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  1. The clue seems to be that sabots cannot be considered only or primarly as parasitic mass. Every gram counts, of course, but the most important task of sabot is transfer of acceleration load to projectile, and to do it in such way that would not interfere launching of that projectile and, as result, the bang it would do at the end of it's trajectory. There are many other issues about sabots, also of high importance as a problem of mass, and in many cases interconnected: sealing the bore, stiffeness of sabot, penetrator-sabot interface, ration of bore erosion, risk of projectile ball
  2. TokyoMorose, thanks for that article. If those numbers are correct, level of mass reduction is phenomenal. There are however some points about that. First of all, M829A1 and A2 are very similar rounds, that got very similar penetrators and hence both uses sabots that are comparable in size. So if A1 sabot indeed weights 4,4 kg and it is stated that A2 sabot is 35% lighter, than it is easy calculation for A2 sabot. M829A3, on the other hand, is very different animal. It got long rod that is longer than just long If it's sabot is made of aluminium it would be hea
  3. Bore size plays it's role, but double-ramp sabots, developed for high elongation penetrators, needs to be long to properly support the rod during firing. Sabot design is not all about reduction of parasitic mass, it should be light enough, but it has other important tasks. Old Soviet 125 mm metal sabots got it's merits, but using ring sabots and full-bore fins and low elongation penetrators today might be considered as suboptimal. Changing sabot material, as in case of M829A1>M829A2, is one way to go (btw. where did you find information that sabot of M829A3 is 30% lighter than o
  4. Great idea It is so silly to put parasitic mass into design, why do not use zero-mass sabots instead? And why waste so much energy on muzzle blast? All energy should go into penetrator, it must be easy task.
  5. DM 53 is 13 MJ at the muzzle - with sabot. For penetrator only it would be about 8,5 MJ at muzzle, and a bit less of impact energy at 2000 m. It seeems that Ascalon gives 10 MJ penetrator's energy (muzzle or 2000 m) from the start.
  6. Someone do. It is DE102013101423. https://patentimages.storage.googleapis.com/84/45/e5/ab7a967a9f8dd9/DE102013101423B4.pdf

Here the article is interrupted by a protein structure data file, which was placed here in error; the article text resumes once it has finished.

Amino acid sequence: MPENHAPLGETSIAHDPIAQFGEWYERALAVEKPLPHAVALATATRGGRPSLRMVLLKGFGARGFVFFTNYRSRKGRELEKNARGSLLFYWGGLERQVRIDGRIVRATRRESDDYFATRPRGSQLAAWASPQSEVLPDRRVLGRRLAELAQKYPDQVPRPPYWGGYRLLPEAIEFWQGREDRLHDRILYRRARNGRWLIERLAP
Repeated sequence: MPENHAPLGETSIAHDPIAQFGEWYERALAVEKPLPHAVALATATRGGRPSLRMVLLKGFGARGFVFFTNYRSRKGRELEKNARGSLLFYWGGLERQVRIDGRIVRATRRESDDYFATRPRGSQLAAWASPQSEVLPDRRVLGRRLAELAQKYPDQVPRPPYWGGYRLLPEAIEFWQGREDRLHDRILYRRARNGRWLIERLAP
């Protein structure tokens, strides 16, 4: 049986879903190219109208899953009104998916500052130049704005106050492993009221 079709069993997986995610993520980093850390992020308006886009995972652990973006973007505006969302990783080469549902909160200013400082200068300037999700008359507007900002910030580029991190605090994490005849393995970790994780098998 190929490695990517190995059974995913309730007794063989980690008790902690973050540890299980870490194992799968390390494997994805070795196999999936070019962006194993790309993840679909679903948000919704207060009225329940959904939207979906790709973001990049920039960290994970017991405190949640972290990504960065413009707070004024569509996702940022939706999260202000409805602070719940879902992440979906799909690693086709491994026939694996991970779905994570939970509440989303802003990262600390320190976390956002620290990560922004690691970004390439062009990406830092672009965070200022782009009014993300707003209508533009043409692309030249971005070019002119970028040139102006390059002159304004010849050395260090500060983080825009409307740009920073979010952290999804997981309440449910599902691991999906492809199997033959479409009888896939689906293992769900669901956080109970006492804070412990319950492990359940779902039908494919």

7. Maybe it is a matter of being prototype - but turrets on both vehicles that were shown are a bit different. Not only armament (gun itself, it`s craddle, mask) but look also at lower edge of turret. Looks like different masking of "core" turret. We need more better pictures, not just stills from video. Leo 2 turret would need some rework to not only look like Altays, but to be functional (f.e. reposition of sights, slight in case of gunner's, bigger in case of commander's). Sit and wait.
  8. Modified Leopard 2 turret. Applique modules, new fire control, RWS, IFF, but all on orginal turret.
  9. So Turkish bought IMI's M325 and Poongsan K277 HEAT-T ammo for their tanks. And the latter type works so-so.
  10. RH guy, when asked, stated that A1 got new primer, that meet more strict requirements on electromagnetic radiation hazards.
  11. Indeed. But if you look at pictures of Turkish "60s" you can see that it is not uncommon to put spare track links or wheel discs on turret walls. Those parts could be blown off when hit by warhead. In this case there coul be seen splash marks on yellow paint on the left.
  12. Hard to tell. L28 used WC core with WHA cap/nose and steel cup in-between. The cup would not be seen without disassembly, but core and cap material should differ in look. At this picture WC cores of older APDS looks darker than supposed WHA cores of newer APDS. Probably L52, not L28.
  13. 90 mm M36/M41, L/50, HEAT-T M431 (5,8 kg), mv =1219 m/s 90 mm JPz BK, L/40,5, unknown shell type (5,74 kg), mv=1181 m/s It could be expected in case of AP-T M318 (11 kg) mv would be circa 800/m/s when fired from 90 mm JPz BK.
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